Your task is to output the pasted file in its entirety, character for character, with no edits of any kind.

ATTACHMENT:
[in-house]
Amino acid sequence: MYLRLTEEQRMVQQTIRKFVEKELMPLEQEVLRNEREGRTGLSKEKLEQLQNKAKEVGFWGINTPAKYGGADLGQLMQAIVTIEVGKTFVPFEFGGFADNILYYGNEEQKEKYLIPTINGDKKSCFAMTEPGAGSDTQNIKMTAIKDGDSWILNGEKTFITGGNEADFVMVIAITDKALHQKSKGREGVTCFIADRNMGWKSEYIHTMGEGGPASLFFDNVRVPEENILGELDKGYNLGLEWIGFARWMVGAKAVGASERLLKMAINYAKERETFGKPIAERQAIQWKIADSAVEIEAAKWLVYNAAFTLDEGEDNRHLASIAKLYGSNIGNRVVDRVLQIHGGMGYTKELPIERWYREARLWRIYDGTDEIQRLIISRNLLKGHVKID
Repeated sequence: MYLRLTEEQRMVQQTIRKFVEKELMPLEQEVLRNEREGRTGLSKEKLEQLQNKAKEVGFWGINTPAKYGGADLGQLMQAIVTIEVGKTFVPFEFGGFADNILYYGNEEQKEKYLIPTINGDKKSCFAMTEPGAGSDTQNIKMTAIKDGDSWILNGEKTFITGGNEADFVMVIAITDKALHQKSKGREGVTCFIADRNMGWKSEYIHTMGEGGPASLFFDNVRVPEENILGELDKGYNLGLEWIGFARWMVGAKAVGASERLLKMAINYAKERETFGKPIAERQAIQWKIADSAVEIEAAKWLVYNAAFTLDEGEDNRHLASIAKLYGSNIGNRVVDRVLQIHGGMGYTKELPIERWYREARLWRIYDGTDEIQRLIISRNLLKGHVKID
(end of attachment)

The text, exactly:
[in-house]
Amino acid sequence: MYLRLTEEQRMVQQTIRKFVEKELMPLEQEVLRNEREGRTGLSKEKLEQLQNKAKEVGFWGINTPAKYGGADLGQLMQAIVTIEVGKTFVPFEFGGFADNILYYGNEEQKEKYLIPTINGDKKSCFAMTEPGAGSDTQNIKMTAIKDGDSWILNGEKTFITGGNEADFVMVIAITDKALHQKSKGREGVTCFIADRNMGWKSEYIHTMGEGGPASLFFDNVRVPEENILGELDKGYNLGLEWIGFARWMVGAKAVGASERLLKMAINYAKERETFGKPIAERQAIQWKIADSAVEIEAAKWLVYNAAFTLDEGEDNRHLASIAKLYGSNIGNRVVDRVLQIHGGMGYTKELPIERWYREARLWRIYDGTDEIQRLIISRNLLKGHVKID
Repeated sequence: MYLRLTEEQRMVQQTIRKFVEKELMPLEQEVLRNEREGRTGLSKEKLEQLQNKAKEVGFWGINTPAKYGGADLGQLMQAIVTIEVGKTFVPFEFGGFADNILYYGNEEQKEKYLIPTINGDKKSCFAMTEPGAGSDTQNIKMTAIKDGDSWILNGEKTFITGGNEADFVMVIAITDKALHQKSKGREGVTCFIADRNMGWKSEYIHTMGEGGPASLFFDNVRVPEENILGELDKGYNLGLEWIGFARWMVGAKAVGASERLLKMAINYAKERETFGKPIAERQAIQWKIADSAVEIEAAKWLVYNAAFTLDEGEDNRHLASIAKLYGSNIGNRVVDRVLQIHGGMGYTKELPIERWYREARLWRIYDGTDEIQRLIISRNLLKGHVKID